Creating a jQuery UI Music Player - J Query

You need a music player that supports a common set of interface controls whether the music is being played by Flash Player or HTML5 audio or some other browser audio capability. You need the controls to be accessible, flexible, and theme able. A few basic features will do:

  • Play

  • Pause

  • A track bar to show and control the current point in the playback

  • A progress meter to show how much of the song is buffered

  • Volume

In addition to these basic features, you want one more feature. This music player needs to be scalable. The same interface should work at any size, whether resized by the browser, the user, or the application—all the way up to full screen.


Let’s build a music player using jQuery UI. We’re going to create the play and pause buttons using jQuery UI CSS Framework icons, and we’re going to create the track bar using the jQuery UI Slider plugin. The progress meter will be a jQuery UI Progress bar.
Finally, the volume control will be one more jQuery UI Slider. We’ll wrap these elements in a common container to provide for some nice widget the ming so that not only will each of our controls be the med but also our music player as a whole will be the med.

HTML5 audio

To keep things simple, we’re going to use a minimal subset of the HTML5 Media Element API. This is available in a number of recent browsers, such as Firefox 3.5. We’llimplement it as a compatibility layer so that another playback mechanism, such as Flash Player, could be substituted easily. For this recipe, we need the following from our audio API:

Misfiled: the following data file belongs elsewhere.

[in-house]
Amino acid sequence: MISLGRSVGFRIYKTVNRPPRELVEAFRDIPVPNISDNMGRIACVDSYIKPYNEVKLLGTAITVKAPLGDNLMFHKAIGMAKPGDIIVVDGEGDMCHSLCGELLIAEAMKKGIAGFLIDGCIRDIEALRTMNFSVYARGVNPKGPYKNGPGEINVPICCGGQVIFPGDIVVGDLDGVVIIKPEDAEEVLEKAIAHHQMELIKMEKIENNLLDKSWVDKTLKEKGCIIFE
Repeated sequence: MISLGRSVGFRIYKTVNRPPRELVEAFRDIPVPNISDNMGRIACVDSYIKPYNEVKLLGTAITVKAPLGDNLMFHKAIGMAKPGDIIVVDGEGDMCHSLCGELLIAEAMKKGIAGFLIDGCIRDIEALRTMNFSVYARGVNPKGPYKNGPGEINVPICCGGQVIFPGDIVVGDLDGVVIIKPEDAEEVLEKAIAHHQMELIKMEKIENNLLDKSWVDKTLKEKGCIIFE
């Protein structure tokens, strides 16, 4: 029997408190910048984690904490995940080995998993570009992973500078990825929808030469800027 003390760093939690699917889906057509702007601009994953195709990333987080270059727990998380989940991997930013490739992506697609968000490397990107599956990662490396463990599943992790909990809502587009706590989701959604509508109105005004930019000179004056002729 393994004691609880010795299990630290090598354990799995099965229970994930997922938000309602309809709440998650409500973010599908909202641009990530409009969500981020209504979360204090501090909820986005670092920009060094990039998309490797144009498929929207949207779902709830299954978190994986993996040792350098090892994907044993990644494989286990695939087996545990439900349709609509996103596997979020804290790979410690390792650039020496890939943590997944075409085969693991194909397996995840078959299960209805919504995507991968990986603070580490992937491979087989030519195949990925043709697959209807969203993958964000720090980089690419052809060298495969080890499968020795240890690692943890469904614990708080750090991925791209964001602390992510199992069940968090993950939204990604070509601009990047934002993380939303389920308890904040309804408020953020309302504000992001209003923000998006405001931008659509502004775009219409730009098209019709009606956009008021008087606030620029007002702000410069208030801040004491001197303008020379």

• Start or resume playback (play)

  • Pause the playback (pause)

  • Get the length of the song (duration)

  • Get the current point that the playback is at (timeupdate)

  • Change to a certain point in the song (currentTime)

  • Get the volume the song is being played at (volumechange)

  • Change to a certain volume (volume)

Assuming an HTML5 audio element exists in the document, here’s the compatibility layer code:

The music player

Let’s use the CSS class mplayer for our music player. This will be the class for our main <div>, and will be used as a prefix in all our CSS rules and jQuery selectors. Here’s the CSS and HTML for our bare player:

I’ve set the width to 40 percent so that we can see we have a flexible player from the ground up. Just resize your browser and watch the player resize. This will be even easier to see when the player isn’t empty.
In addition to the mplayer class, our main <div>gets a ui-widget class. This is to ensure elements within it get styled appropriately.
An empty <div>and no JavaScript make for an invisible and quiet music player. Let’s add a play button and get our music on.

Play and pause button

There’s not yet a button plugin in jQuery UI. We can make do in the meantime with an a element and some semantically named jQuery UI CSS Framework icon classes:
Here’s the CSS:

Here’s the HTML:

With a couple CSS rules, we’re able to have one button serve as both the pause and the play button. With the previous CSS, only one icon, play or pause, will be visible at once, depending on whether our div.mplayer has the paused class. But the same HTML allows for a different designer to decide that both icons will be visible at once, but perhaps with different colors and opacity, depending on whether the song is playing.
Here’s the JavaScript:

Our button needs JavaScript to do the following:

  • Call the or audio.pause() function, depending on whether the paused class is on div.mplayer when clicked.

  • Toggle the paused class on the .mplayer.

  • React to mouse and keyboard focus, hover, and blur. This is where a button pluginmight come in handy (there’s one being built), but for a simple icon button like this, it’s not too much code.

Don’t forget the return false; since our button is an <a>with an href of #.
With jQuery, jQuery UI, and the UI Lightness theme loaded,